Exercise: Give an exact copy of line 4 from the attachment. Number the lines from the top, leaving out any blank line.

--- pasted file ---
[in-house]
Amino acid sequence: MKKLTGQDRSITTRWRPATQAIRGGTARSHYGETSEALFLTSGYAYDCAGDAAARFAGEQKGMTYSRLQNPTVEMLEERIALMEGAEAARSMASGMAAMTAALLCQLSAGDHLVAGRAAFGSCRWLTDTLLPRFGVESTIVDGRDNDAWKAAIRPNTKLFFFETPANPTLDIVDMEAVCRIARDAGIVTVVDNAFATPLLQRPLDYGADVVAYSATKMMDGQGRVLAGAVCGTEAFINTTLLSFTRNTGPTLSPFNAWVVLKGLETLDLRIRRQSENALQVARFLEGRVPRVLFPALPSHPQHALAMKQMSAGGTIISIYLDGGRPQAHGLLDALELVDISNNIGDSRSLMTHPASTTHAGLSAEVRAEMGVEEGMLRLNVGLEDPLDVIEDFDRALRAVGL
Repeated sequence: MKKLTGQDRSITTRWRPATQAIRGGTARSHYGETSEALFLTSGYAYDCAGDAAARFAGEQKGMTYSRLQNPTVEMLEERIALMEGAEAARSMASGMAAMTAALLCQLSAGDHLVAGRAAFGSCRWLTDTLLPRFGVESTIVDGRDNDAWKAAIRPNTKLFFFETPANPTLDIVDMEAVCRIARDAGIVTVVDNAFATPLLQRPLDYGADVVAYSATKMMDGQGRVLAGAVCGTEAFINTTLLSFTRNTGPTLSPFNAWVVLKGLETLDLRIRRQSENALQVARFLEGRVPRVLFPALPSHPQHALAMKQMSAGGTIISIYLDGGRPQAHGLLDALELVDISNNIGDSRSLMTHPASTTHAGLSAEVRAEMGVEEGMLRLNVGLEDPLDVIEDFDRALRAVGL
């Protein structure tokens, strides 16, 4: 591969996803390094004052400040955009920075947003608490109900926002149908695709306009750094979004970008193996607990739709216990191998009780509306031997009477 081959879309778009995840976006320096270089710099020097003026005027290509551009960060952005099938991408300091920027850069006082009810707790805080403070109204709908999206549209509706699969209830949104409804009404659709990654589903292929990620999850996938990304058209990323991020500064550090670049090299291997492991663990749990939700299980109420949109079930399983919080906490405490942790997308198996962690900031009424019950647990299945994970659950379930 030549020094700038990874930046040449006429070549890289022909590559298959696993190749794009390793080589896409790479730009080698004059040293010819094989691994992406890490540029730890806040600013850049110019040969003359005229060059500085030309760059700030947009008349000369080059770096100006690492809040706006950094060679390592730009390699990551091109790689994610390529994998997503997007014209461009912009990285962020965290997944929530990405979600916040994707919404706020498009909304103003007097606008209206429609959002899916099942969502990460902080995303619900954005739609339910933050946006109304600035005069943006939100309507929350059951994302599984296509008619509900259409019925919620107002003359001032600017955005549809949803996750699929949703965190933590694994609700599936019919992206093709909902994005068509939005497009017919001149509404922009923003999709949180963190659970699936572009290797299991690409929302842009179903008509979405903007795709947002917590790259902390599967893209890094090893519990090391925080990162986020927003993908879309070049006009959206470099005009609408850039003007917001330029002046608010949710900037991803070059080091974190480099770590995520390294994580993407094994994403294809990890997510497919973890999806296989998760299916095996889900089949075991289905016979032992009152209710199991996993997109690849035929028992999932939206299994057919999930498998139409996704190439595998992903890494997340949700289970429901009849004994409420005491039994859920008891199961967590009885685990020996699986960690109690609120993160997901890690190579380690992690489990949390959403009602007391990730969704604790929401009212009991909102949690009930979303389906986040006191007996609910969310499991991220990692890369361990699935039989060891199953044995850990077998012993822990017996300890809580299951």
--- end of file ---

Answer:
């Protein structure tokens, strides 16, 4: 591969996803390094004052400040955009920075947003608490109900926002149908695709306009750094979004970008193996607990739709216990191998009780509306031997009477 081959879309778009995840976006320096270089710099020097003026005027290509551009960060952005099938991408300091920027850069006082009810707790805080403070109204709908999206549209509706699969209830949104409804009404659709990654589903292929990620999850996938990304058209990323991020500064550090670049090299291997492991663990749990939700299980109420949109079930399983919080906490405490942790997308198996962690900031009424019950647990299945994970659950379930 030549020094700038990874930046040449006429070549890289022909590559298959696993190749794009390793080589896409790479730009080698004059040293010819094989691994992406890490540029730890806040600013850049110019040969003359005229060059500085030309760059700030947009008349000369080059770096100006690492809040706006950094060679390592730009390699990551091109790689994610390529994998997503997007014209461009912009990285962020965290997944929530990405979600916040994707919404706020498009909304103003007097606008209206429609959002899916099942969502990460902080995303619900954005739609339910933050946006109304600035005069943006939100309507929350059951994302599984296509008619509900259409019925919620107002003359001032600017955005549809949803996750699929949703965190933590694994609700599936019919992206093709909902994005068509939005497009017919001149509404922009923003999709949180963190659970699936572009290797299991690409929302842009179903008509979405903007795709947002917590790259902390599967893209890094090893519990090391925080990162986020927003993908879309070049006009959206470099005009609408850039003007917001330029002046608010949710900037991803070059080091974190480099770590995520390294994580993407094994994403294809990890997510497919973890999806296989998760299916095996889900089949075991289905016979032992009152209710199991996993997109690849035929028992999932939206299994057919999930498998139409996704190439595998992903890494997340949700289970429901009849004994409420005491039994859920008891199961967590009885685990020996699986960690109690609120993160997901890690190579380690992690489990949390959403009602007391990730969704604790929401009212009991909102949690009930979303389906986040006191007996609910969310499991991220990692890369361990699935039989060891199953044995850990077998012993822990017996300890809580299951």